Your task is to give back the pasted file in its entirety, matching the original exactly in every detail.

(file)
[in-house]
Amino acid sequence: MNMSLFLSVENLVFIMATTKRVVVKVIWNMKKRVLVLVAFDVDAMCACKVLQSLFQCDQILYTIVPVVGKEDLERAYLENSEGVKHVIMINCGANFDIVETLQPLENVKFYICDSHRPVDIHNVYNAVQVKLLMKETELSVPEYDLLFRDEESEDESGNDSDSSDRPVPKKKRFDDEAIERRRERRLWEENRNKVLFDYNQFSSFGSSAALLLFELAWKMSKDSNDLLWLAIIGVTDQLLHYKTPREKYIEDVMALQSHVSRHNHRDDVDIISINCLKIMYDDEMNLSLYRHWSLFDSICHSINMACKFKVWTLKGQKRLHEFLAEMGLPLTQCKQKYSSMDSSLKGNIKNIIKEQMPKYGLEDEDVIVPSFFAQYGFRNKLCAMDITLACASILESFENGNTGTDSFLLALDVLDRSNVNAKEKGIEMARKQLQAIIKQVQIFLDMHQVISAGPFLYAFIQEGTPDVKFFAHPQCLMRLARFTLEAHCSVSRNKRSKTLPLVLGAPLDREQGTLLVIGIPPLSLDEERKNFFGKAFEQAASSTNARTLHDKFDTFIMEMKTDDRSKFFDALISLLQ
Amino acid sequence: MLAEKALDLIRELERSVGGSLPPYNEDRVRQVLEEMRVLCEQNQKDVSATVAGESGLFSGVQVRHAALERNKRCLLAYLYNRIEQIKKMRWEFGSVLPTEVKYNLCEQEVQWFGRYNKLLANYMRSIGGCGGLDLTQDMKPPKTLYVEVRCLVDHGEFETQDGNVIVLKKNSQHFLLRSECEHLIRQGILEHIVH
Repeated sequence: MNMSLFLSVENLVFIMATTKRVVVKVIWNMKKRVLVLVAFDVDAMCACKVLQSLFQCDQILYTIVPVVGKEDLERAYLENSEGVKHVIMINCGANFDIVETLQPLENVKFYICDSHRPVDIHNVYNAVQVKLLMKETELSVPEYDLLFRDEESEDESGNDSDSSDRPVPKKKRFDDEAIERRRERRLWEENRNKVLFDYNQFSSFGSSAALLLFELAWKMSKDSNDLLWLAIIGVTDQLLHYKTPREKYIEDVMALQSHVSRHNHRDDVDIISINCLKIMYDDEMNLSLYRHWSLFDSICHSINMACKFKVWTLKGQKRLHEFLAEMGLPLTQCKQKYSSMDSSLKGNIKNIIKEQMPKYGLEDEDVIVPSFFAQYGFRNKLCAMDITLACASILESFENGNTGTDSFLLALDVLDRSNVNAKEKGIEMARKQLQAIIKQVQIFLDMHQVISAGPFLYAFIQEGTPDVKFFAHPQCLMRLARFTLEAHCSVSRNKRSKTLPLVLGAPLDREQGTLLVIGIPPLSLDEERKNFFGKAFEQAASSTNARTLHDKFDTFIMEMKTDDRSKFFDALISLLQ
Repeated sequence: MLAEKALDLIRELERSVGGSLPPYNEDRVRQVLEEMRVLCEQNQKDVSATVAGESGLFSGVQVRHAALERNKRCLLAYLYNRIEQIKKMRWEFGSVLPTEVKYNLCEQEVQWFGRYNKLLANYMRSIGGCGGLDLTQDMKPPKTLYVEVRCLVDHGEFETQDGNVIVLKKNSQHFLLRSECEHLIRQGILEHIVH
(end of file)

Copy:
[in-house]
Amino acid sequence: MNMSLFLSVENLVFIMATTKRVVVKVIWNMKKRVLVLVAFDVDAMCACKVLQSLFQCDQILYTIVPVVGKEDLERAYLENSEGVKHVIMINCGANFDIVETLQPLENVKFYICDSHRPVDIHNVYNAVQVKLLMKETELSVPEYDLLFRDEESEDESGNDSDSSDRPVPKKKRFDDEAIERRRERRLWEENRNKVLFDYNQFSSFGSSAALLLFELAWKMSKDSNDLLWLAIIGVTDQLLHYKTPREKYIEDVMALQSHVSRHNHRDDVDIISINCLKIMYDDEMNLSLYRHWSLFDSICHSINMACKFKVWTLKGQKRLHEFLAEMGLPLTQCKQKYSSMDSSLKGNIKNIIKEQMPKYGLEDEDVIVPSFFAQYGFRNKLCAMDITLACASILESFENGNTGTDSFLLALDVLDRSNVNAKEKGIEMARKQLQAIIKQVQIFLDMHQVISAGPFLYAFIQEGTPDVKFFAHPQCLMRLARFTLEAHCSVSRNKRSKTLPLVLGAPLDREQGTLLVIGIPPLSLDEERKNFFGKAFEQAASSTNARTLHDKFDTFIMEMKTDDRSKFFDALISLLQ
Amino acid sequence: MLAEKALDLIRELERSVGGSLPPYNEDRVRQVLEEMRVLCEQNQKDVSATVAGESGLFSGVQVRHAALERNKRCLLAYLYNRIEQIKKMRWEFGSVLPTEVKYNLCEQEVQWFGRYNKLLANYMRSIGGCGGLDLTQDMKPPKTLYVEVRCLVDHGEFETQDGNVIVLKKNSQHFLLRSECEHLIRQGILEHIVH
Repeated sequence: MNMSLFLSVENLVFIMATTKRVVVKVIWNMKKRVLVLVAFDVDAMCACKVLQSLFQCDQILYTIVPVVGKEDLERAYLENSEGVKHVIMINCGANFDIVETLQPLENVKFYICDSHRPVDIHNVYNAVQVKLLMKETELSVPEYDLLFRDEESEDESGNDSDSSDRPVPKKKRFDDEAIERRRERRLWEENRNKVLFDYNQFSSFGSSAALLLFELAWKMSKDSNDLLWLAIIGVTDQLLHYKTPREKYIEDVMALQSHVSRHNHRDDVDIISINCLKIMYDDEMNLSLYRHWSLFDSICHSINMACKFKVWTLKGQKRLHEFLAEMGLPLTQCKQKYSSMDSSLKGNIKNIIKEQMPKYGLEDEDVIVPSFFAQYGFRNKLCAMDITLACASILESFENGNTGTDSFLLALDVLDRSNVNAKEKGIEMARKQLQAIIKQVQIFLDMHQVISAGPFLYAFIQEGTPDVKFFAHPQCLMRLARFTLEAHCSVSRNKRSKTLPLVLGAPLDREQGTLLVIGIPPLSLDEERKNFFGKAFEQAASSTNARTLHDKFDTFIMEMKTDDRSKFFDALISLLQ
Repeated sequence: MLAEKALDLIRELERSVGGSLPPYNEDRVRQVLEEMRVLCEQNQKDVSATVAGESGLFSGVQVRHAALERNKRCLLAYLYNRIEQIKKMRWEFGSVLPTEVKYNLCEQEVQWFGRYNKLLANYMRSIGGCGGLDLTQDMKPPKTLYVEVRCLVDHGEFETQDGNVIVLKKNSQHFLLRSECEHLIRQGILEHIVH